One of the most popular features we produce at MIT Technology Review depends on extensive input from the public. It’s our annual report on 35 important innovators under the age of 35. Anyone can nominate a candidate. In fact, that’s where some of our best suggestions originate. So please nominate anyone who is doing original and inspiring work in energy, computing and the Web, communications, materials, or biomedicine. (Feel free to nominate yourself.) We’re seeking a diverse group, and not only in terms of gender and geography: we like to highlight academic researchers and people in big companies, startups, VC firms, nonprofits, any kind of organization at all.
The deadline is March 31; nominees must be younger than 35 as of October 1, 2014.
We’re often asked why we have an age limit. The reason is that we’re looking for people whose stories tend to be new and thus inspiring to our readers and who are likely to shape their fields for decades to come. Another frequent question: what do we look for in the people we pick? The answer there is that we want to tell interesting stories. This is not a lifetime achievement award for someone who got a PhD at 20 and filed more patents than anyone else in his or her lab. If you look at last year’s list and earlier editions, you’ll see that each winner has a clear innovation that solves some problem and is easily understood. Know anyone who fits that bill?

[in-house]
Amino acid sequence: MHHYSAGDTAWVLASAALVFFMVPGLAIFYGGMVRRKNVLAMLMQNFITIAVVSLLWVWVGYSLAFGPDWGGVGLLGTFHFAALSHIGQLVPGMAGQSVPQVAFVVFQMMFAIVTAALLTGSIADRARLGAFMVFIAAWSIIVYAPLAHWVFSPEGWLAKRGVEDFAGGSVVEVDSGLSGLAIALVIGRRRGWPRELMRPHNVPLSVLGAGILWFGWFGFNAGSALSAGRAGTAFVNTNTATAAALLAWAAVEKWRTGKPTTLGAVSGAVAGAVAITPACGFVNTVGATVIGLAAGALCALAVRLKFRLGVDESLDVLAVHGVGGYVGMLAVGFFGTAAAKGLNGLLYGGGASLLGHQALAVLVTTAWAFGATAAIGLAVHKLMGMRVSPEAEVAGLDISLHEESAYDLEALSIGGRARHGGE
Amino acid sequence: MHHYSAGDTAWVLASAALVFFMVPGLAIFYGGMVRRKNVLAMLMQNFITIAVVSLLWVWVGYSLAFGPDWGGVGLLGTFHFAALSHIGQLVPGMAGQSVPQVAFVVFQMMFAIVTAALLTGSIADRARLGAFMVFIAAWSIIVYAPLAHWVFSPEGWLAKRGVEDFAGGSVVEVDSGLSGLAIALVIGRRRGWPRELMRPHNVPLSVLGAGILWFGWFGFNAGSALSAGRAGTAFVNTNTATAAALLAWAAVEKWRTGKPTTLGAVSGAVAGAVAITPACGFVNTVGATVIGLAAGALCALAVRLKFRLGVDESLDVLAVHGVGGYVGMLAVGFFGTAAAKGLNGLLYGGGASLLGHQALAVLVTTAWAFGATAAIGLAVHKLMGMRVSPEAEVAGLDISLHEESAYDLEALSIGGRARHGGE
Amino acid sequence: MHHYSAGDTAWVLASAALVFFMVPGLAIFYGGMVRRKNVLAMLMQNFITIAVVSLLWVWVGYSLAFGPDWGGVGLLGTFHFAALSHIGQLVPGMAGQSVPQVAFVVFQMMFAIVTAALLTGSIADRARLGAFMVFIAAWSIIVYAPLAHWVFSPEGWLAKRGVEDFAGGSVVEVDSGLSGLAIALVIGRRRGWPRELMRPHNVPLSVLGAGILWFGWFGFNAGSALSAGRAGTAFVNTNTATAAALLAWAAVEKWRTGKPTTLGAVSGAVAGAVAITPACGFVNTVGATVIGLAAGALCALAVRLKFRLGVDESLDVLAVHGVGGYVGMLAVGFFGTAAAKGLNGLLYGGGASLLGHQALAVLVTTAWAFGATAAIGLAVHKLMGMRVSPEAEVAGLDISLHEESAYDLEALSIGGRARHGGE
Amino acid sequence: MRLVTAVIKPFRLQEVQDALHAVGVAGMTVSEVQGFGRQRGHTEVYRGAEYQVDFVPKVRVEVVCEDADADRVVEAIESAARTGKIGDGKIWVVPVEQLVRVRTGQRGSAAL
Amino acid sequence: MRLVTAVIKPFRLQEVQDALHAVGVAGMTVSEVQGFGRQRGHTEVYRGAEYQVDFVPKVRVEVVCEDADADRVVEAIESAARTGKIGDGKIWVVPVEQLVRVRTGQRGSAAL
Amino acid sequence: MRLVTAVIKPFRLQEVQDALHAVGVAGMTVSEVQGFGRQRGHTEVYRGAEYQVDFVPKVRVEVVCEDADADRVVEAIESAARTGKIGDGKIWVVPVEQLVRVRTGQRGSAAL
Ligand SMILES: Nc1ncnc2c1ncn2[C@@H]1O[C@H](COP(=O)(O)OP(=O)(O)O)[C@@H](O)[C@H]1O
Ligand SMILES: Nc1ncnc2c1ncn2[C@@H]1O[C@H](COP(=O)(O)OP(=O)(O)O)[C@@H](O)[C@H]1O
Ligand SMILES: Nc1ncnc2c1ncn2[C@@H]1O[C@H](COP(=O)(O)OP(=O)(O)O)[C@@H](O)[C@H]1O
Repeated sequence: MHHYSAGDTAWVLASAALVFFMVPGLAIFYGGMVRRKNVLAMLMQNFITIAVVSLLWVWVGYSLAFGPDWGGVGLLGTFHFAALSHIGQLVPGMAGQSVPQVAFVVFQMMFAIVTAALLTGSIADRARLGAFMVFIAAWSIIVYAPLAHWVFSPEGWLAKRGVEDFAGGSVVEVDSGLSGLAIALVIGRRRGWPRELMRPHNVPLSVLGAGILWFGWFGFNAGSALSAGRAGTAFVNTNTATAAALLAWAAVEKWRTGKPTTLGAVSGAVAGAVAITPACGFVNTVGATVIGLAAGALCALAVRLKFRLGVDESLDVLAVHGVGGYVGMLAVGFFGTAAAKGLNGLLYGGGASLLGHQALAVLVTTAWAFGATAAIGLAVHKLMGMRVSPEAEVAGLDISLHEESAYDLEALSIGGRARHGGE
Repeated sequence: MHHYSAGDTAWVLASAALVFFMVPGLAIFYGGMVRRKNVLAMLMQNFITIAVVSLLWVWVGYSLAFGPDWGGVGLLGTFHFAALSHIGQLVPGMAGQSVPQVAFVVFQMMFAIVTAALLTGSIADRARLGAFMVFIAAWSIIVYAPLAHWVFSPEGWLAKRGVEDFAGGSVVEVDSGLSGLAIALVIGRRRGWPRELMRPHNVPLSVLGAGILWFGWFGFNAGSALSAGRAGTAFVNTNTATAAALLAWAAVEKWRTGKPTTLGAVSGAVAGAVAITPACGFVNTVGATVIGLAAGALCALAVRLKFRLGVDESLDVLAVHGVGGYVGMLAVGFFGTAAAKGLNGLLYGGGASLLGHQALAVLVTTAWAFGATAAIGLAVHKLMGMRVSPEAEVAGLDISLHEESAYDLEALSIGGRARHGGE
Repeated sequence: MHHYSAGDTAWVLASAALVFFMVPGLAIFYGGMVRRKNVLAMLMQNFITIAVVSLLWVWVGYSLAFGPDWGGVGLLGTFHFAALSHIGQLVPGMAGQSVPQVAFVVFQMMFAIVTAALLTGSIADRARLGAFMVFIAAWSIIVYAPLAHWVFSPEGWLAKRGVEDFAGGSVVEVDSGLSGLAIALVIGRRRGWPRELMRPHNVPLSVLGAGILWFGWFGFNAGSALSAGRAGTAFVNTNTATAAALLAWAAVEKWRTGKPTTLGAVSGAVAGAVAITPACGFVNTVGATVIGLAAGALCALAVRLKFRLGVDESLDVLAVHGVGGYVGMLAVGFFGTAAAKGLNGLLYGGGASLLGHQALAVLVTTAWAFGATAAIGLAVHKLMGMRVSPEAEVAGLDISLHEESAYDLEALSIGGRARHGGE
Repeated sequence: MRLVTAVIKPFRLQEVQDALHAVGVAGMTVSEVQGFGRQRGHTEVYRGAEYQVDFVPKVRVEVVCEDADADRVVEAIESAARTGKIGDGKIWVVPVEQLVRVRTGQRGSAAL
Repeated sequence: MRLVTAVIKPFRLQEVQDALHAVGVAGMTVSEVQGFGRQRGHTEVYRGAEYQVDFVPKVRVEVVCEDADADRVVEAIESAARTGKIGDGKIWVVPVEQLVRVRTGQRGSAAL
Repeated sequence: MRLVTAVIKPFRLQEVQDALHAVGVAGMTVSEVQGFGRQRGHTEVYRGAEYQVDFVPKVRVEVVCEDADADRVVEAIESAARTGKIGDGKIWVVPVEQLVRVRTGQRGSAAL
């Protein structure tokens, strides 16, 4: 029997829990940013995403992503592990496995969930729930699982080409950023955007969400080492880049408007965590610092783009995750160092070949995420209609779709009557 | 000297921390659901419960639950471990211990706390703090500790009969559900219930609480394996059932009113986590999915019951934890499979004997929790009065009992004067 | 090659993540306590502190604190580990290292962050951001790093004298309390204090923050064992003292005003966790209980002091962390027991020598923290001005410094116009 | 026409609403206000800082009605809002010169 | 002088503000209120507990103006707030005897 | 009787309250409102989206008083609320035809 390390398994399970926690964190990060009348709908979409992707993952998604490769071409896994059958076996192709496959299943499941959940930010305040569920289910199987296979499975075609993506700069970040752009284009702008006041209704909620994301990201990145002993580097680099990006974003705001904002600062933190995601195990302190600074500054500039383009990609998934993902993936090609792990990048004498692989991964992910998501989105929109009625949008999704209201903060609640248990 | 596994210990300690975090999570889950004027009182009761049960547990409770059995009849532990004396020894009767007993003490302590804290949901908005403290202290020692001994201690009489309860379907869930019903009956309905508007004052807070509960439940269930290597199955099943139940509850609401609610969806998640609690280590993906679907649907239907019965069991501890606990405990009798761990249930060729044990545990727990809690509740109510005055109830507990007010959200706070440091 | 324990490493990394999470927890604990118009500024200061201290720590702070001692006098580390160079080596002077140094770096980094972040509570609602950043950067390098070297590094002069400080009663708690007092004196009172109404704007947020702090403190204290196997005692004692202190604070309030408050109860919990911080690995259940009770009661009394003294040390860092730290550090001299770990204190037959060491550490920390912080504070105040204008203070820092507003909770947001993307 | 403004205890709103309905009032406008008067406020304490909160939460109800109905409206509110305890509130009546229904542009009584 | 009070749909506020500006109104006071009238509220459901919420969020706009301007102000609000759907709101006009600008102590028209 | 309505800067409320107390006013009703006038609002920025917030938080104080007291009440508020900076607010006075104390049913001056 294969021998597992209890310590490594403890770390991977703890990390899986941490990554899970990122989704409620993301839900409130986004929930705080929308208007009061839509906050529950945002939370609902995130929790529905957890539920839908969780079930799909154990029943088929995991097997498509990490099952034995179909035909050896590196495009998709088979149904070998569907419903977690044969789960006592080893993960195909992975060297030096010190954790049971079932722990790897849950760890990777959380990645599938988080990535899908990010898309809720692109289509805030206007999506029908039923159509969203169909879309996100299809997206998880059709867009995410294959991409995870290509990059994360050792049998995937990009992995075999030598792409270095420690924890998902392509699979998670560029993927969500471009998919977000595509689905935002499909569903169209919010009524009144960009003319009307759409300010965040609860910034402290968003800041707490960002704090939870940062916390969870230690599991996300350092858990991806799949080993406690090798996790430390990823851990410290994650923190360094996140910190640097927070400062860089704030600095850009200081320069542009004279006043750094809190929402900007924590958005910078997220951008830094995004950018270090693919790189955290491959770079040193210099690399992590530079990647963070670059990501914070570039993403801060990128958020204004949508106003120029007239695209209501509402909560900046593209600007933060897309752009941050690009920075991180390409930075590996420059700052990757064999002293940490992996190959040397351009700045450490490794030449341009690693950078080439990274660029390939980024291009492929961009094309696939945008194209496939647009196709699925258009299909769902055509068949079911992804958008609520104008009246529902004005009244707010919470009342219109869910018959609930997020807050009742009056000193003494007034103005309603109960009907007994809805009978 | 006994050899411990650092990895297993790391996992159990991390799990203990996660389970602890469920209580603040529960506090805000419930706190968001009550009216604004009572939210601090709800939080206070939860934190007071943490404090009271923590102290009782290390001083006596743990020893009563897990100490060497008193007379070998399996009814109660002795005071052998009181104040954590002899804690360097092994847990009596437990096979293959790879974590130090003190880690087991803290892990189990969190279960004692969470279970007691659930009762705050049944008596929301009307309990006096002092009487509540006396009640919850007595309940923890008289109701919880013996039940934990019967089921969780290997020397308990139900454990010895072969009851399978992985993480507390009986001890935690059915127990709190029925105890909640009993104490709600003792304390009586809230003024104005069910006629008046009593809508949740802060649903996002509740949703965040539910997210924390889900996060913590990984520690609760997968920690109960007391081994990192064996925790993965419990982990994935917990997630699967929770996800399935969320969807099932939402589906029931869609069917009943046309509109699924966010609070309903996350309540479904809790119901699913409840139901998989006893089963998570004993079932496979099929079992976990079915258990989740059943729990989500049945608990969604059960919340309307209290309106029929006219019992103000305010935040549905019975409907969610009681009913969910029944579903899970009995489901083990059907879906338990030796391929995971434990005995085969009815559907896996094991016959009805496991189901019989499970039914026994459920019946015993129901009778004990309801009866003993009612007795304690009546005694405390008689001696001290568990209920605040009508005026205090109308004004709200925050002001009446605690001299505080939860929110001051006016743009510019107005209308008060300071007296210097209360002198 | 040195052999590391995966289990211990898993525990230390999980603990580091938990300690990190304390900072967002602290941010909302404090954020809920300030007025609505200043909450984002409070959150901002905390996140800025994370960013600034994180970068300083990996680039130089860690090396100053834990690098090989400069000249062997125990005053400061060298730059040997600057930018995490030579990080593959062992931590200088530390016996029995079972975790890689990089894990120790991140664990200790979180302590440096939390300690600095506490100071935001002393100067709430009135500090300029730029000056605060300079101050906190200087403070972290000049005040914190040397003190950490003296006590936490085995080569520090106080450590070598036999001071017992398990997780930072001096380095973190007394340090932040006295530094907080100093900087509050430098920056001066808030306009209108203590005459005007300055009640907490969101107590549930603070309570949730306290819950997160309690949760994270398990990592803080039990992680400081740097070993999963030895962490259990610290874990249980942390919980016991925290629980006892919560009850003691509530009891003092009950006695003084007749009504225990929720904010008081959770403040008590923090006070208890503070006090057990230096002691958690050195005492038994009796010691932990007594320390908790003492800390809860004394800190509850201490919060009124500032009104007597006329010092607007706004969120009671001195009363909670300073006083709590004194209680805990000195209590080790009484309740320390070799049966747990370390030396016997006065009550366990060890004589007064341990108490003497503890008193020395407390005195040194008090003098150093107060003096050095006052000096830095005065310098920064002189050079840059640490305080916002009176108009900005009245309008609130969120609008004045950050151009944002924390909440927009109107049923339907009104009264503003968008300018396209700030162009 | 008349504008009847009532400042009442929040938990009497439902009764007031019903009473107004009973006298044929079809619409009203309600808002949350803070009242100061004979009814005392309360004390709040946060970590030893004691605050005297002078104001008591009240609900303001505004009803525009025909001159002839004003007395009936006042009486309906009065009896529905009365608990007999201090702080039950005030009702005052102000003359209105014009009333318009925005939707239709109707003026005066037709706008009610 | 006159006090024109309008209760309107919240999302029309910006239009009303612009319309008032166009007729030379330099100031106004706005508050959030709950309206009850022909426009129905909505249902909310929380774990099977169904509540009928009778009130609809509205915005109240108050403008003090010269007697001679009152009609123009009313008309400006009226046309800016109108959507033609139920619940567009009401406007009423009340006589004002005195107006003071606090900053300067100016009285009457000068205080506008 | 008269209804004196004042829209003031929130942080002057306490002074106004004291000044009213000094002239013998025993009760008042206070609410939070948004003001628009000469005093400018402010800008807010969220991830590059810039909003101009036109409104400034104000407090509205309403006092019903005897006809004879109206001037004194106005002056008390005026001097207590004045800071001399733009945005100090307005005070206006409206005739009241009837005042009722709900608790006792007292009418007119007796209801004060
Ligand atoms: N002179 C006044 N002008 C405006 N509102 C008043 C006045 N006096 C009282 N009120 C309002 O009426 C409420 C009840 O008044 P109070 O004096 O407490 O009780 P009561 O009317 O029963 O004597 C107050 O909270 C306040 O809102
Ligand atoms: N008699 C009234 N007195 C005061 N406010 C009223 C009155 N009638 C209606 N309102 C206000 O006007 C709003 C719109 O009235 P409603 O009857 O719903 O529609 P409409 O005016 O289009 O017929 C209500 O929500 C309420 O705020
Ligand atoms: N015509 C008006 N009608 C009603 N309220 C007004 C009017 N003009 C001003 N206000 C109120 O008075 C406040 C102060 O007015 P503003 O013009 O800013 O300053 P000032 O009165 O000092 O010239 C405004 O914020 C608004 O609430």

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The procedure is a one-off, and highly experimental, but the technique could help reduce transplant waiting lists in the future.
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